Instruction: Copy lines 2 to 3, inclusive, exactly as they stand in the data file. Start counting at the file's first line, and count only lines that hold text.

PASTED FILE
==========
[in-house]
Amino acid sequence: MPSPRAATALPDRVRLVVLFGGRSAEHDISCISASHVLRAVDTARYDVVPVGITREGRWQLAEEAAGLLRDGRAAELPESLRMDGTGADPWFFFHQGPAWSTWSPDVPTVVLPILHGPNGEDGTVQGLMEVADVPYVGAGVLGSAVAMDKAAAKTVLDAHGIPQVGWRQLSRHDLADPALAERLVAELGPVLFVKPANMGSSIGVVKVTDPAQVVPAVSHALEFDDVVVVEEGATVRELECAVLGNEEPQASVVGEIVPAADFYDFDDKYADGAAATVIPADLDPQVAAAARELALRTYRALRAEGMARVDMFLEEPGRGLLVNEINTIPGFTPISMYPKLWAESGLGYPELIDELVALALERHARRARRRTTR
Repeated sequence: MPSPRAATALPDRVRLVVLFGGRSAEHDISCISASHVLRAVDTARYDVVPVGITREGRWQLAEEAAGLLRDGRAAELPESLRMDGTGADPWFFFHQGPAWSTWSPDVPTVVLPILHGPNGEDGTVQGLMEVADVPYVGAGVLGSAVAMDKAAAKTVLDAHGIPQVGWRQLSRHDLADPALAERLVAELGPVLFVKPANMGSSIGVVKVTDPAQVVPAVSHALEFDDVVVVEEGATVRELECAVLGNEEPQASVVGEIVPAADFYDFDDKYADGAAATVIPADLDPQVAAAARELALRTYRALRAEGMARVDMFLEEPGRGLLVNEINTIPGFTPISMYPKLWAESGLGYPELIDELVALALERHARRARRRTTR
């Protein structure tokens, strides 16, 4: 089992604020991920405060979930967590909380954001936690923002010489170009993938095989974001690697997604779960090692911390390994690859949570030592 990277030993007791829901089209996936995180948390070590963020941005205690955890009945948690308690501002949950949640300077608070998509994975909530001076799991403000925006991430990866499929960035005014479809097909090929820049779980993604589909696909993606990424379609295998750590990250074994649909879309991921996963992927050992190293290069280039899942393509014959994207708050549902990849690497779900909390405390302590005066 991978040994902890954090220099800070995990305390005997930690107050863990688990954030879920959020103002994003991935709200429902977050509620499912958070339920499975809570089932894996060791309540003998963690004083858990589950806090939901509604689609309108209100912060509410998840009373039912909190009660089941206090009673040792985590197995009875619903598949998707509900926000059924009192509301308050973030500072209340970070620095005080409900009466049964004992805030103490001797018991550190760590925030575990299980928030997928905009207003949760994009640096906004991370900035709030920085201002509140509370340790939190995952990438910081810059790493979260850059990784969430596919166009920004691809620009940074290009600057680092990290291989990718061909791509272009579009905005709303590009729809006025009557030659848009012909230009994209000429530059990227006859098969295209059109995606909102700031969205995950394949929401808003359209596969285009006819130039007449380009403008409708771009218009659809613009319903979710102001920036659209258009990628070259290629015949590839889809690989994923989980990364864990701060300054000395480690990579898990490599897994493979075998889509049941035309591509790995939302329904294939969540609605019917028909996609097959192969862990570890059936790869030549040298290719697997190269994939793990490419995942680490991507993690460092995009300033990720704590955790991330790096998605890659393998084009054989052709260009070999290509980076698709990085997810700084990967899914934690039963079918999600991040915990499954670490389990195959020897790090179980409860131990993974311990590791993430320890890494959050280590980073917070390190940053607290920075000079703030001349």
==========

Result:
Amino acid sequence: MPSPRAATALPDRVRLVVLFGGRSAEHDISCISASHVLRAVDTARYDVVPVGITREGRWQLAEEAAGLLRDGRAAELPESLRMDGTGADPWFFFHQGPAWSTWSPDVPTVVLPILHGPNGEDGTVQGLMEVADVPYVGAGVLGSAVAMDKAAAKTVLDAHGIPQVGWRQLSRHDLADPALAERLVAELGPVLFVKPANMGSSIGVVKVTDPAQVVPAVSHALEFDDVVVVEEGATVRELECAVLGNEEPQASVVGEIVPAADFYDFDDKYADGAAATVIPADLDPQVAAAARELALRTYRALRAEGMARVDMFLEEPGRGLLVNEINTIPGFTPISMYPKLWAESGLGYPELIDELVALALERHARRARRRTTR
Repeated sequence: MPSPRAATALPDRVRLVVLFGGRSAEHDISCISASHVLRAVDTARYDVVPVGITREGRWQLAEEAAGLLRDGRAAELPESLRMDGTGADPWFFFHQGPAWSTWSPDVPTVVLPILHGPNGEDGTVQGLMEVADVPYVGAGVLGSAVAMDKAAAKTVLDAHGIPQVGWRQLSRHDLADPALAERLVAELGPVLFVKPANMGSSIGVVKVTDPAQVVPAVSHALEFDDVVVVEEGATVRELECAVLGNEEPQASVVGEIVPAADFYDFDDKYADGAAATVIPADLDPQVAAAARELALRTYRALRAEGMARVDMFLEEPGRGLLVNEINTIPGFTPISMYPKLWAESGLGYPELIDELVALALERHARRARRRTTR